In July 2019, the IBAHRI published a report on international standards for the search for forcibly disappeared persons. The publication aims to contribute to the global effort, including that of the UN Committee on Enforced Disappearances (‘the Committee’) in the search for victims. The IBAHRI’s study analyses the work of the Committee, the Inter-American Court of Human Rights and the WGEID, identifies gaps in the reports and decisions of these bodies, and makes recommendations for systematising and conducting official searches for the disappeared.

Since September 2019, a number of countries, including Iraq and Thailand, have taken steps towards enacting national legislation to criminalise enforced disappearance.

ENDS

Notes to the Editor

  1. Related material:
  2. The International Bar Association’s Human Rights Institute (IBAHRI), an autonomous and financially independent entity, works to promote, protect and enforce human rights under a just rule of law, and to preserve the independence of the judiciary and the legal profession worldwide.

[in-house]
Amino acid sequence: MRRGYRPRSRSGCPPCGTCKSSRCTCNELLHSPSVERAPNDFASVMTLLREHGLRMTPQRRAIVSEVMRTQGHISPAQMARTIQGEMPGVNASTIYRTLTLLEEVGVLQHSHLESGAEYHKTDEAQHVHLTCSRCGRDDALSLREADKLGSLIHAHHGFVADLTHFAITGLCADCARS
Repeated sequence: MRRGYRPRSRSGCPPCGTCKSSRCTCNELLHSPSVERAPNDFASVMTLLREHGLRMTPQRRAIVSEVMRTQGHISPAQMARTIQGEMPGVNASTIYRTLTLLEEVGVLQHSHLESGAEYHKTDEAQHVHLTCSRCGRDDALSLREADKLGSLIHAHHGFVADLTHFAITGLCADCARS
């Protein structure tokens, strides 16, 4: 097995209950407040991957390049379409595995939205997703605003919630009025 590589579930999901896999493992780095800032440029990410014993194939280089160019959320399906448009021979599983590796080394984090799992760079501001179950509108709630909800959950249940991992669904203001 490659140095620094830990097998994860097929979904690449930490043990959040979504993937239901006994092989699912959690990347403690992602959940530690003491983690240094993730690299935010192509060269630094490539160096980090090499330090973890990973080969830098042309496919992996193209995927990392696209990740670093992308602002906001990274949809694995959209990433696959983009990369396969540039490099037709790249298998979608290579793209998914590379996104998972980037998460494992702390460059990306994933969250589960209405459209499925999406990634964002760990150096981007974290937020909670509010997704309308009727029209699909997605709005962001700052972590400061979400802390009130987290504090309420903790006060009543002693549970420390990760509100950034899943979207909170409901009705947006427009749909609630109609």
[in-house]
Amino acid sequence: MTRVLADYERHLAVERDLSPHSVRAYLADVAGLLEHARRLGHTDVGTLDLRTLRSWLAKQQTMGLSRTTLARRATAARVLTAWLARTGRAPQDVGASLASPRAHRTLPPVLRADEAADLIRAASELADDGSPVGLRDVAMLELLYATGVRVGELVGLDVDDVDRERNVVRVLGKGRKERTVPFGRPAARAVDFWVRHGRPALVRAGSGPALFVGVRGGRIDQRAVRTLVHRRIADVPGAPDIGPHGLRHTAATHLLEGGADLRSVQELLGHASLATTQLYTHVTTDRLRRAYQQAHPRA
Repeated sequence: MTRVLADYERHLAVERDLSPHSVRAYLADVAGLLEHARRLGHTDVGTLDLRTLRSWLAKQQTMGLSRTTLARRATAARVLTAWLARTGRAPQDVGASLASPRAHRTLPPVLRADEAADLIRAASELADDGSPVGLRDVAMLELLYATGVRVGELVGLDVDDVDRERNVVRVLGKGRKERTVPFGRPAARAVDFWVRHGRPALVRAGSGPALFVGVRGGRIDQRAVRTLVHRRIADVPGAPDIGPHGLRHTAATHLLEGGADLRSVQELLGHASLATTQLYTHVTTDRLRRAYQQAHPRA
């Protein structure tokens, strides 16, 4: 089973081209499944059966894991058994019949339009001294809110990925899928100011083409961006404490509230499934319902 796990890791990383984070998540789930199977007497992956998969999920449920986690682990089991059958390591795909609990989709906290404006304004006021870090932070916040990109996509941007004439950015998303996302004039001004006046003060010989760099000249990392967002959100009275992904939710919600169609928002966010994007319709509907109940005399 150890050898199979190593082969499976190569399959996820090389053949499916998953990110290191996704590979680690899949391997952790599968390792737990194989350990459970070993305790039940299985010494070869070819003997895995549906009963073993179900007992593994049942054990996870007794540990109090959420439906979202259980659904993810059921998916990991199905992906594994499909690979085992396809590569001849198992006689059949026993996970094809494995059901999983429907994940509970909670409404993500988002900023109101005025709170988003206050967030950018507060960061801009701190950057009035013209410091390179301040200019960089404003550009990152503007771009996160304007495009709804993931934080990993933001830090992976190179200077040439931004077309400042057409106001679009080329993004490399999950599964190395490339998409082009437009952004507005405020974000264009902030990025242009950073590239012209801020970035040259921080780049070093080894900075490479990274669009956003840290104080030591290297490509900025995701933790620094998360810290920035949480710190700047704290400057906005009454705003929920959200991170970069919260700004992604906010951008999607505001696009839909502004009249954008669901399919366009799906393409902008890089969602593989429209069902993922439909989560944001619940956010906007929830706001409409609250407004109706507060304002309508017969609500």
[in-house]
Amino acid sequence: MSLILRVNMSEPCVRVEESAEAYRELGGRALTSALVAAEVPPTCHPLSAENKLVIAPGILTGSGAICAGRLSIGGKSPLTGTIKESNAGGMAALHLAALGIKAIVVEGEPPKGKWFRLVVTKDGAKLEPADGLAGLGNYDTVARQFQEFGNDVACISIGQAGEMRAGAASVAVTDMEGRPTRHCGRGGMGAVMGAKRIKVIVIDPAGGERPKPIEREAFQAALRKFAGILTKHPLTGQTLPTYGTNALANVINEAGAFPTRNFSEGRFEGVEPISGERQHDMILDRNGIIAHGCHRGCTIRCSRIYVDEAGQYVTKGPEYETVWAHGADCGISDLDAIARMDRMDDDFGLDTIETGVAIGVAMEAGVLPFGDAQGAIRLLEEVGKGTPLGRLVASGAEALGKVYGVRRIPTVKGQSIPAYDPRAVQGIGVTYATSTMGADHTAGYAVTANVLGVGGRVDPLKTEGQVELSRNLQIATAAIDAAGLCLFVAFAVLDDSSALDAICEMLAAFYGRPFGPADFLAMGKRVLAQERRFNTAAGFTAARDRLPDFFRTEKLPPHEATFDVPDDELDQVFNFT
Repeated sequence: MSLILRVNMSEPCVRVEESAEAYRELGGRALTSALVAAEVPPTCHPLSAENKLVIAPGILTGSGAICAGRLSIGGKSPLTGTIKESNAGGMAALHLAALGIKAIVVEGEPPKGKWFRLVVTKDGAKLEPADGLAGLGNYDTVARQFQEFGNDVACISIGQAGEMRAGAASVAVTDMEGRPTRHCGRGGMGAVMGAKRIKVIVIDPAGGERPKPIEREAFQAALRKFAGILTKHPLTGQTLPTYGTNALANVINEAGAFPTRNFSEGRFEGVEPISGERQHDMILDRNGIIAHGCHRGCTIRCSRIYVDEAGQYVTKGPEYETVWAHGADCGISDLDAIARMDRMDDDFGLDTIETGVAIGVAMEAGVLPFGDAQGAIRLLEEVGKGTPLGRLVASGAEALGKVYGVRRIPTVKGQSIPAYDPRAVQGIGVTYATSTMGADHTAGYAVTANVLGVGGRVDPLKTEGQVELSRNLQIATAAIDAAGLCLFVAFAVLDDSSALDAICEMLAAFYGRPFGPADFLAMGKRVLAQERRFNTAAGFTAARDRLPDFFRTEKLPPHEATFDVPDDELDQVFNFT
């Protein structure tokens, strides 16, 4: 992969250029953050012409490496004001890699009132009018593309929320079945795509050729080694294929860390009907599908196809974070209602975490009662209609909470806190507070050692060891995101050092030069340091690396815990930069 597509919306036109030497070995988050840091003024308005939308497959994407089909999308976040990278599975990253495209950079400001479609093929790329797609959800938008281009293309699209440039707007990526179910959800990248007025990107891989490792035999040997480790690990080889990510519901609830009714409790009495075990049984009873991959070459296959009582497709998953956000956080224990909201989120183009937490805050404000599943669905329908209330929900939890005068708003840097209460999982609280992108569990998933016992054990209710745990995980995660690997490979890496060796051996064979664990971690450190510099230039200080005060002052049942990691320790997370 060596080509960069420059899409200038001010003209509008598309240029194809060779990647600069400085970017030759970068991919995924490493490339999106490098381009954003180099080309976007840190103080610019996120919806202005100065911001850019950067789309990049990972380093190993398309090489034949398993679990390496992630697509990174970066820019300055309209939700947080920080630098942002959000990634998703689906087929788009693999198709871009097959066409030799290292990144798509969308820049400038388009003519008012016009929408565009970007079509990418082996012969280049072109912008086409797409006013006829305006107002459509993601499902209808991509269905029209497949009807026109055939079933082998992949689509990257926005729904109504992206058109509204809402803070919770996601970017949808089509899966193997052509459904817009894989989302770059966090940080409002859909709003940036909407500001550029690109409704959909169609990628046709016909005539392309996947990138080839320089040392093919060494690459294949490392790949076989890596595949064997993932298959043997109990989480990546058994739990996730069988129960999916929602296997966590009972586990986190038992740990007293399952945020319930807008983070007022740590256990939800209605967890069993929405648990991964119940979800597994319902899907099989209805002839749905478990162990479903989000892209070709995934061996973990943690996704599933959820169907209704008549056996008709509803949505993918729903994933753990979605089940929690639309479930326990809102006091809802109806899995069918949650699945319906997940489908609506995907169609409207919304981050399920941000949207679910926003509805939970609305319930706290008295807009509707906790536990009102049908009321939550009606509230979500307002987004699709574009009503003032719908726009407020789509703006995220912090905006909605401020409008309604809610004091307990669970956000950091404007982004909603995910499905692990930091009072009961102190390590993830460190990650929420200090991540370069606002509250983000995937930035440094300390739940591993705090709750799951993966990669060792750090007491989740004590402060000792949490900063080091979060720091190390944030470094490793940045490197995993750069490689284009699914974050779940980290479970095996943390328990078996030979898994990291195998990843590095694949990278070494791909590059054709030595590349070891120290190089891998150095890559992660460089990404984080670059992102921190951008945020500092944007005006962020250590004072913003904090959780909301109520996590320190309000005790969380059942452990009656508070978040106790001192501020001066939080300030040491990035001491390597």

3. The International Bar Association (IBA), the global voice of the legal profession, is the foremost organisation for international legal practitioners, bar associations and law societies. Established in 1947, shortly after the creation of the United Nations, it was born out of the conviction that an organisation made up of the world's bar associations could contribute to global stability and peace through the administration of justice.
  4. Follow the IBAHRI on Twitter here: twitter.com/IBAHRI